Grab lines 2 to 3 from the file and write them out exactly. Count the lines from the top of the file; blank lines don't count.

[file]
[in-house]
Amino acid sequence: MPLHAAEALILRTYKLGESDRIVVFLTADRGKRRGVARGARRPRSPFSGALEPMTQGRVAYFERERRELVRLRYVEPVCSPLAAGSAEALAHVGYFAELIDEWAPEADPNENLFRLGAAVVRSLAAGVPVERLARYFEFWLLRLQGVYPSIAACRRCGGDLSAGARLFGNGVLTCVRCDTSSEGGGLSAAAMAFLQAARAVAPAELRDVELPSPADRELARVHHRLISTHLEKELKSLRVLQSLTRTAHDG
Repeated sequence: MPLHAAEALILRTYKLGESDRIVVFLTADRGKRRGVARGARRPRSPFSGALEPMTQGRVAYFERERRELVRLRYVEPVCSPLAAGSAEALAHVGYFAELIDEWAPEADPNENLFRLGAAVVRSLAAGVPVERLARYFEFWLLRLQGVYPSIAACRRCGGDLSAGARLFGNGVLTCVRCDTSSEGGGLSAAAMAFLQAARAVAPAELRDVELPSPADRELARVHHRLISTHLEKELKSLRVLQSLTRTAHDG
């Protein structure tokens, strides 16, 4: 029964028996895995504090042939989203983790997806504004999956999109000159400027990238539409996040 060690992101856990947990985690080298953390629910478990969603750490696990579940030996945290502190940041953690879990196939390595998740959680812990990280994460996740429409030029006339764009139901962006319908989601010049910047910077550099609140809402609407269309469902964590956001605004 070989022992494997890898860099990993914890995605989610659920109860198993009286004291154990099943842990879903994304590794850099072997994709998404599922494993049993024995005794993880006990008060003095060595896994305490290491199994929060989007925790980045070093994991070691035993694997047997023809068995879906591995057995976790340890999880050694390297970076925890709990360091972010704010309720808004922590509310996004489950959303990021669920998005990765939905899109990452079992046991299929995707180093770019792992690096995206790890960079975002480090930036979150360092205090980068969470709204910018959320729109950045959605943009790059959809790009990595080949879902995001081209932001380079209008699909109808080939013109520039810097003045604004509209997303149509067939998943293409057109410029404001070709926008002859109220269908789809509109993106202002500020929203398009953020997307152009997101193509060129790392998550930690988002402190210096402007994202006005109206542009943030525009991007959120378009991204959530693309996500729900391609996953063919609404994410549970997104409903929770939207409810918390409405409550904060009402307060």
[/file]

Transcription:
Amino acid sequence: MPLHAAEALILRTYKLGESDRIVVFLTADRGKRRGVARGARRPRSPFSGALEPMTQGRVAYFERERRELVRLRYVEPVCSPLAAGSAEALAHVGYFAELIDEWAPEADPNENLFRLGAAVVRSLAAGVPVERLARYFEFWLLRLQGVYPSIAACRRCGGDLSAGARLFGNGVLTCVRCDTSSEGGGLSAAAMAFLQAARAVAPAELRDVELPSPADRELARVHHRLISTHLEKELKSLRVLQSLTRTAHDG
Repeated sequence: MPLHAAEALILRTYKLGESDRIVVFLTADRGKRRGVARGARRPRSPFSGALEPMTQGRVAYFERERRELVRLRYVEPVCSPLAAGSAEALAHVGYFAELIDEWAPEADPNENLFRLGAAVVRSLAAGVPVERLARYFEFWLLRLQGVYPSIAACRRCGGDLSAGARLFGNGVLTCVRCDTSSEGGGLSAAAMAFLQAARAVAPAELRDVELPSPADRELARVHHRLISTHLEKELKSLRVLQSLTRTAHDG